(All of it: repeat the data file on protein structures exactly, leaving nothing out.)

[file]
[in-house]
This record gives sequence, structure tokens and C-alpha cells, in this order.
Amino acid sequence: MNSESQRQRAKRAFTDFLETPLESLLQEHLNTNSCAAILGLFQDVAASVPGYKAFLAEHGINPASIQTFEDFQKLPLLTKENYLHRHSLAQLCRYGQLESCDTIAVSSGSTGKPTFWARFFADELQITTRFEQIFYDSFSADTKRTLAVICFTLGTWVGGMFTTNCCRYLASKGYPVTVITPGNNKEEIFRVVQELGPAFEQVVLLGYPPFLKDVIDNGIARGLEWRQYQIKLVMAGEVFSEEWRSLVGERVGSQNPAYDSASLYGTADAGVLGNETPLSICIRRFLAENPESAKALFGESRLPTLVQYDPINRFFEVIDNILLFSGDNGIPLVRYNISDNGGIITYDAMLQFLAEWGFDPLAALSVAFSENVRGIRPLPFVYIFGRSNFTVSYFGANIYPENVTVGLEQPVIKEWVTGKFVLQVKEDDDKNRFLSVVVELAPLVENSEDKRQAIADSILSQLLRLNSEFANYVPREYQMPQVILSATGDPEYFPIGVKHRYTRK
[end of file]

[in-house]
This record gives sequence, structure tokens and C-alpha cells, in this order.
Amino acid sequence: MNSESQRQRAKRAFTDFLETPLESLLQEHLNTNSCAAILGLFQDVAASVPGYKAFLAEHGINPASIQTFEDFQKLPLLTKENYLHRHSLAQLCRYGQLESCDTIAVSSGSTGKPTFWARFFADELQITTRFEQIFYDSFSADTKRTLAVICFTLGTWVGGMFTTNCCRYLASKGYPVTVITPGNNKEEIFRVVQELGPAFEQVVLLGYPPFLKDVIDNGIARGLEWRQYQIKLVMAGEVFSEEWRSLVGERVGSQNPAYDSASLYGTADAGVLGNETPLSICIRRFLAENPESAKALFGESRLPTLVQYDPINRFFEVIDNILLFSGDNGIPLVRYNISDNGGIITYDAMLQFLAEWGFDPLAALSVAFSENVRGIRPLPFVYIFGRSNFTVSYFGANIYPENVTVGLEQPVIKEWVTGKFVLQVKEDDDKNRFLSVVVELAPLVENSEDKRQAIADSILSQLLRLNSEFANYVPREYQMPQVILSATGDPEYFPIGVKHRYTRK